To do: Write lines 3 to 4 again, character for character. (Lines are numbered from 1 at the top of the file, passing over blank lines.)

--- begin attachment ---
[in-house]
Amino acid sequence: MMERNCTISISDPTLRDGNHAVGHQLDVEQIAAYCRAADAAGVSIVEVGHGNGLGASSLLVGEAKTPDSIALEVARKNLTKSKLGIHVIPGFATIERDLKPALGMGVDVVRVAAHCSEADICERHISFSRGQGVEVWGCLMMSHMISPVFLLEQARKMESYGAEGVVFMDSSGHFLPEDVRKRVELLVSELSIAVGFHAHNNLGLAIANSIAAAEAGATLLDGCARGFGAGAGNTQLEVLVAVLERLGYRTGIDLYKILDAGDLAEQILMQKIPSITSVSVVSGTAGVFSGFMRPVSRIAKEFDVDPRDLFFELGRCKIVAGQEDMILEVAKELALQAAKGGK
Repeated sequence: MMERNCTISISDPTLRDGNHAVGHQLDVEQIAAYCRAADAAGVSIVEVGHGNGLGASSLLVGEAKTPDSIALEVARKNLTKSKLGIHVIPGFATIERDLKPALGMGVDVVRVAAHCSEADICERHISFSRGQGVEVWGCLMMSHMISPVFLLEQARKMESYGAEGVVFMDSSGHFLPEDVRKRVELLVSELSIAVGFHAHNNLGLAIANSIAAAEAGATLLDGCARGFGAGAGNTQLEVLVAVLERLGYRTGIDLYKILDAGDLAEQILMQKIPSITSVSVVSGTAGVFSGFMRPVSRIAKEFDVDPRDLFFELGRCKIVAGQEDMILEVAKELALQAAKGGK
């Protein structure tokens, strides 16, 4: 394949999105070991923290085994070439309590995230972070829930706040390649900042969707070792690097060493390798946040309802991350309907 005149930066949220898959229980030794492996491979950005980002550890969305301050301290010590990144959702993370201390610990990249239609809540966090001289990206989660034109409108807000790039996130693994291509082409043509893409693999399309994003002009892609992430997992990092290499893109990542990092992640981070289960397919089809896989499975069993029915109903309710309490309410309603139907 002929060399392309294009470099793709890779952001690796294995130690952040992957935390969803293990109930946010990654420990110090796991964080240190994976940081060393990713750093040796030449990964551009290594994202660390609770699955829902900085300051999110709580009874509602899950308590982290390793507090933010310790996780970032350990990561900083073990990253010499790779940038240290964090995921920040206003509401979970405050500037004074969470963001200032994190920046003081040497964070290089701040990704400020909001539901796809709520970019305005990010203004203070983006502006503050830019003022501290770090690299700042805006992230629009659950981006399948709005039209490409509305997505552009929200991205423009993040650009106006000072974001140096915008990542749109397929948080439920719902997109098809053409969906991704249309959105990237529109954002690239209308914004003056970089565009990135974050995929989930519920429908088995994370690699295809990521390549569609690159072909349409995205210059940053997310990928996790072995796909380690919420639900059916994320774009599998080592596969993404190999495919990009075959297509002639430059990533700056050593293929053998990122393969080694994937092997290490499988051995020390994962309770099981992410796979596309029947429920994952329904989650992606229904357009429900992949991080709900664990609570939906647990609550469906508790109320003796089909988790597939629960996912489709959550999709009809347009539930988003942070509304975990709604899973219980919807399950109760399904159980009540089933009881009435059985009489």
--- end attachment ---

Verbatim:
Repeated sequence: MMERNCTISISDPTLRDGNHAVGHQLDVEQIAAYCRAADAAGVSIVEVGHGNGLGASSLLVGEAKTPDSIALEVARKNLTKSKLGIHVIPGFATIERDLKPALGMGVDVVRVAAHCSEADICERHISFSRGQGVEVWGCLMMSHMISPVFLLEQARKMESYGAEGVVFMDSSGHFLPEDVRKRVELLVSELSIAVGFHAHNNLGLAIANSIAAAEAGATLLDGCARGFGAGAGNTQLEVLVAVLERLGYRTGIDLYKILDAGDLAEQILMQKIPSITSVSVVSGTAGVFSGFMRPVSRIAKEFDVDPRDLFFELGRCKIVAGQEDMILEVAKELALQAAKGGK
């Protein structure tokens, strides 16, 4: 394949999105070991923290085994070439309590995230972070829930706040390649900042969707070792690097060493390798946040309802991350309907 005149930066949220898959229980030794492996491979950005980002550890969305301050301290010590990144959702993370201390610990990249239609809540966090001289990206989660034109409108807000790039996130693994291509082409043509893409693999399309994003002009892609992430997992990092290499893109990542990092992640981070289960397919089809896989499975069993029915109903309710309490309410309603139907 002929060399392309294009470099793709890779952001690796294995130690952040992957935390969803293990109930946010990654420990110090796991964080240190994976940081060393990713750093040796030449990964551009290594994202660390609770699955829902900085300051999110709580009874509602899950308590982290390793507090933010310790996780970032350990990561900083073990990253010499790779940038240290964090995921920040206003509401979970405050500037004074969470963001200032994190920046003081040497964070290089701040990704400020909001539901796809709520970019305005990010203004203070983006502006503050830019003022501290770090690299700042805006992230629009659950981006399948709005039209490409509305997505552009929200991205423009993040650009106006000072974001140096915008990542749109397929948080439920719902997109098809053409969906991704249309959105990237529109954002690239209308914004003056970089565009990135974050995929989930519920429908088995994370690699295809990521390549569609690159072909349409995205210059940053997310990928996790072995796909380690919420639900059916994320774009599998080592596969993404190999495919990009075959297509002639430059990533700056050593293929053998990122393969080694994937092997290490499988051995020390994962309770099981992410796979596309029947429920994952329904989650992606229904357009429900992949991080709900664990609570939906647990609550469906508790109320003796089909988790597939629960996912489709959550999709009809347009539930988003942070509304975990709604899973219980919807399950109760399904159980009540089933009881009435059985009489």